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NWMI demands that social media platforms stop enabling intimidation, harassment, misinformation and violence

NWMI demands that social media platforms stop enabling intimidation, harassment, misinformation and violence

Meena Kotwal, Anna M.M. Vetticad and Rana Ayyub

We, at the Network of Women in Media, India (NWMI), are shocked and angry at the incessant online attacks against women journalists, especially those from minority and marginalised communities who are outspoken about the plight of these groups.

NWMI deplores and calls out the shocking impunity accorded by platforms like Twitter, Facebook and Instagram to hate speech against women journalists. In particular, we highlight recent vicious attacks on our members Meena Kotwal and Anna M.M. Vetticad.

It was reported in January this year that Kotwal received threats of violence, including physical violence, from multiple callers. She has told the media that in one of the conversations, she was warned that her phone number was being widely distributed on WhatsApp groups and social media pages, with instructions for others to collectively threaten her. This week, Kotwal posted on Twitter about threats she received on Instagram focused on her Dalit identity. The account in question, which was filled with hate for Dalits and Muslims, has since been taken down by Instagram.

NWMI stood with Kotwal in solidarity and support when she filed an FIR last month. We continue to stand by her and urge the Delhi Police to take action at the earliest against those attacking her. These violent threats have to stop.

Vetticad has also been subjected to a communal and misogynistic hate campaign on Twitter this week, with trolls specifically targeting her for her minority religious identity. She has tweeted a detailed account of the hounding she has faced. NWMI stands by her during this distressing episode, as we have in the past for the communal targeting she faces on a regular basis. You can read an earlier statement here: NWMI condemns misogynist abuse of Anna M M Vetticad, demands end to virtual violence – NWM India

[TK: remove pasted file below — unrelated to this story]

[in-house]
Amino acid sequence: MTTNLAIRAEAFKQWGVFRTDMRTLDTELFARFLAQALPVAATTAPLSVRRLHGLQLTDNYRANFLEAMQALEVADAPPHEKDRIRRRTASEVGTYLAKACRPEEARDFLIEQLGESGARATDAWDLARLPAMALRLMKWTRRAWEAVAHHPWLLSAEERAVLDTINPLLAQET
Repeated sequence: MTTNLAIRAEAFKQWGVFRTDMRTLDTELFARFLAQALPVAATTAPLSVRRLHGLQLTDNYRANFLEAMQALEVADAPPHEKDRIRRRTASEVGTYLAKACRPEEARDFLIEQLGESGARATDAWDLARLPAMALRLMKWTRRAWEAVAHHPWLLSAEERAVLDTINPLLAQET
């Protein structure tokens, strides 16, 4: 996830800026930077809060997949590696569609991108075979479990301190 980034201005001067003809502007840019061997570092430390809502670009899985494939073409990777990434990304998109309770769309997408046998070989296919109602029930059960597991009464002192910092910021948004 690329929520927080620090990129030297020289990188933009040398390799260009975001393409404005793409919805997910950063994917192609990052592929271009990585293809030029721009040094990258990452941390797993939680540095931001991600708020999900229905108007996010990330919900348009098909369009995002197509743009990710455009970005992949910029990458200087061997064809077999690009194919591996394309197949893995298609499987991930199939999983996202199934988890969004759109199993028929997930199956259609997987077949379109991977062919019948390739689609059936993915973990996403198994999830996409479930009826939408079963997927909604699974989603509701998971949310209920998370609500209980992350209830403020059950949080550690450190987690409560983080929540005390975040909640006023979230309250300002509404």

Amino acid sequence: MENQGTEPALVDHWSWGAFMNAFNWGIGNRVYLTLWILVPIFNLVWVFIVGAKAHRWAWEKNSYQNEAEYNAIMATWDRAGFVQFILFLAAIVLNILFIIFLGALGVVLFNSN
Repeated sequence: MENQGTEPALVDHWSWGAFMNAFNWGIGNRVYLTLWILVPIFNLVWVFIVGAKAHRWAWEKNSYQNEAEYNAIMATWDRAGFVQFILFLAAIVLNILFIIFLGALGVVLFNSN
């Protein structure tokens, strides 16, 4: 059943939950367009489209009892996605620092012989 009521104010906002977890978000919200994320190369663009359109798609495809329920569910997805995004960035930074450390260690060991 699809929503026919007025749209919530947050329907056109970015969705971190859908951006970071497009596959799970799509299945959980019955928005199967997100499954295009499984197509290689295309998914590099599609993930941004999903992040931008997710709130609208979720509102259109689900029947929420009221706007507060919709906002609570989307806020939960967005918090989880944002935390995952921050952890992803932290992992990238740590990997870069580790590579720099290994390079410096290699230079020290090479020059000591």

We strongly condemn the online attacks against Kotwal and Vetticad, and urge the authorities to take cognizance of this abuse before it leads to consequences in the real world.

We would also once again like to highlight the recent attacks on Rana Ayyub. A public comment by Ayyub about recent news developments, followed by an online news platform using morphed tweets to spread fake news about her, led to a barrage of hate on Facebook, Twitter, Instagram. At one point, Twitter trends showed 26,400 tweets in her name, and she reported that most contained threats of physical violence.  We reiterate our stand that the complaints filed by Ayyub with social networking platforms and to the police be taken seriously and investigated thoroughly.

Ayyub has been subjected to a sustained and orchestrated hate campaign, and we have issued statements highlighting this in the past. You can read our statements here: “Stop targeting of Muslim women journalists in India”: NWMI – NWM India and here:
Stop online vilification of Rana Ayyub: NWMI – NWM India

We demand that social media platforms like Twitter, Facebook and Instagram stop enabling intimidation, harassment, misinformation and violence, and take swift action when complaints are raised. The mental health toll on the women being harassed is immeasurable and the inaction against their harassers inexcusable.

NWMI stands by women journalists who are under attack merely for speaking out and will staunchly defend their right to hold and express their views, however unpalatable to some, freely and without intimidation. Such crass attempts to silence us will not work.

The attacks faced by women journalists comes in the larger context of the hate politics prevailing in India today with marginalised castes and religious minorities being the primary targets. These well-organised online attacks not only vitiate society, they are designed to translate to offline assaults. The hostility towards prominent women journalists, who bear witness to society, is a measure of the fear these organised hate groups have of those, particularly women, who speak truth to power.

The Network of Women in Media, India

 4 February 2022


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